Domain registration rules could be tightened

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Domain registration rules could be tightened

Less than a quarter of sites compliant.

Less than a quarter of people who have registered domain names have given fully accurate information, according to a report for domain name register operator Icann.

And eight per cent of registrants failed to give a single piece of accurate information about themselves.

The report was commissioned after concerns were expressed to Icann from law enforcement agencies which often ran into a dead end when trying to track down criminals online.

Many criminals set up web sites that can be used as a front for criminal activities, to launch phishing attacks, or to install viruses on the computers of those who visit them.

"There is no question that there are people who register domains without disclosing their full or real identity," says the Icann report.

The report found that most of the "barriers to accuracy" can be tackled but this will lead to a rise in costs for those wishing to register domain names.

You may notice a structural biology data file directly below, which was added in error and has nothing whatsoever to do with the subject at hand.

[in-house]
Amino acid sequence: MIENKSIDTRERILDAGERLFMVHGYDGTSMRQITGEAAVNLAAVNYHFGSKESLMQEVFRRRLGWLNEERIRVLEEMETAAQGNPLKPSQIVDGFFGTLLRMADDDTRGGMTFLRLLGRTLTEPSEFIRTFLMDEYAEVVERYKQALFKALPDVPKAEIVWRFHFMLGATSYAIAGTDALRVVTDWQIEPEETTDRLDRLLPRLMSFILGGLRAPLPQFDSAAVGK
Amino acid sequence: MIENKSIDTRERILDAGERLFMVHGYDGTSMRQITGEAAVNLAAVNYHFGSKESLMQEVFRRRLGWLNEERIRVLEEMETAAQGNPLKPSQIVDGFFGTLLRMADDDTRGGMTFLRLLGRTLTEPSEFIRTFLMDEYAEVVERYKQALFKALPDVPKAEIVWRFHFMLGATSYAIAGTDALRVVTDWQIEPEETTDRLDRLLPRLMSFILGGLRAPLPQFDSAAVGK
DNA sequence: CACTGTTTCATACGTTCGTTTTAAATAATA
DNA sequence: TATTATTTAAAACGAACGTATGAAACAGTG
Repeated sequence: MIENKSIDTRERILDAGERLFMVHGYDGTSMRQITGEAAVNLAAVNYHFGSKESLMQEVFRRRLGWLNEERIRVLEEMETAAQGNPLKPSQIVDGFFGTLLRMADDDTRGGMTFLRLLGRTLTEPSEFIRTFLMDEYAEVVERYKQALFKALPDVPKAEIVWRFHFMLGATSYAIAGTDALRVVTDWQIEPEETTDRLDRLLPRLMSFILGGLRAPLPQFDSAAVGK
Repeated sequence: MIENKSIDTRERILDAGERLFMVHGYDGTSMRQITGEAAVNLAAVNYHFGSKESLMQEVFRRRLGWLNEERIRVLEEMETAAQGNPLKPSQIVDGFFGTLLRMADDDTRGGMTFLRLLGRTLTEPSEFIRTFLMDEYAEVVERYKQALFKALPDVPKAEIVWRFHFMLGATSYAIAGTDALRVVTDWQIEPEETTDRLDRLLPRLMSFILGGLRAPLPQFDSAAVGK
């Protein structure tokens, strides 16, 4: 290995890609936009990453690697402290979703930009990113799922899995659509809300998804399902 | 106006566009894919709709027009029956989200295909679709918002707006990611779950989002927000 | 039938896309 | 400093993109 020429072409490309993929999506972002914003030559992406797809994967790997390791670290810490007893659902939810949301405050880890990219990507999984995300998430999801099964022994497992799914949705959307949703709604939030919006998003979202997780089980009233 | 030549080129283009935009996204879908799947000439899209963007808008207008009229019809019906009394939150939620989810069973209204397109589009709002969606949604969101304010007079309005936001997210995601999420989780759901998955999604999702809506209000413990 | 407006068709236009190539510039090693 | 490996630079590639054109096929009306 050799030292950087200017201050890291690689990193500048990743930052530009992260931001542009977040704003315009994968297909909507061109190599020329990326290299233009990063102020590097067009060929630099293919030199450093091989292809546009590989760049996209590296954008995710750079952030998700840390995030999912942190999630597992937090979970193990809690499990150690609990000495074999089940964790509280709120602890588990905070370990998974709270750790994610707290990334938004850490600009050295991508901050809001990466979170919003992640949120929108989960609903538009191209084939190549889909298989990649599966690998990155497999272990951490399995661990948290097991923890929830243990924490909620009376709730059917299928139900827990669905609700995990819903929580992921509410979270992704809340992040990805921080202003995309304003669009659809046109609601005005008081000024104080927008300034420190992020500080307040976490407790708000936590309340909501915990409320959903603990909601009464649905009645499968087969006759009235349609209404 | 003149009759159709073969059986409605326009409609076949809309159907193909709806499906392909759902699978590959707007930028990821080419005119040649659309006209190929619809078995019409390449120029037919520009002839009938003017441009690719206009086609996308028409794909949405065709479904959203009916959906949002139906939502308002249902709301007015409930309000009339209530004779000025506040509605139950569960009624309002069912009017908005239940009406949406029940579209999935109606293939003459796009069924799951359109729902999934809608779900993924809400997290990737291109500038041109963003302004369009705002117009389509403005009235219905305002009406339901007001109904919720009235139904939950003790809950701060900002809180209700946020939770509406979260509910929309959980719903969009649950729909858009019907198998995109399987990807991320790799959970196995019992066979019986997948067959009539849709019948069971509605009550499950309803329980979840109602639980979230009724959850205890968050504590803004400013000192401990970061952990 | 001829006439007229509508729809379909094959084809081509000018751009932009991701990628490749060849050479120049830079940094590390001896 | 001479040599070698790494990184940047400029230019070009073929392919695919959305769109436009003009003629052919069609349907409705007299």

"Co-operation among all registrants and other Icann constituents will be needed to eliminate any commercial disadvantage accruing from enforcing greater accuracy," it says.

The Serious Organised Crime Agency's (Soca) e-Crime unit welcomed the report and said the findings chime with its own experience of tracking criminals online.

"We have identified the deficiencies in domain registration processes which are exploited by organised crime to mount major attacks on industry and individuals," Soca said in a statement.

"We maintain an expectation that changes to policy and operating procedures will significantly impact on organised crime’s ability to operate freely. "

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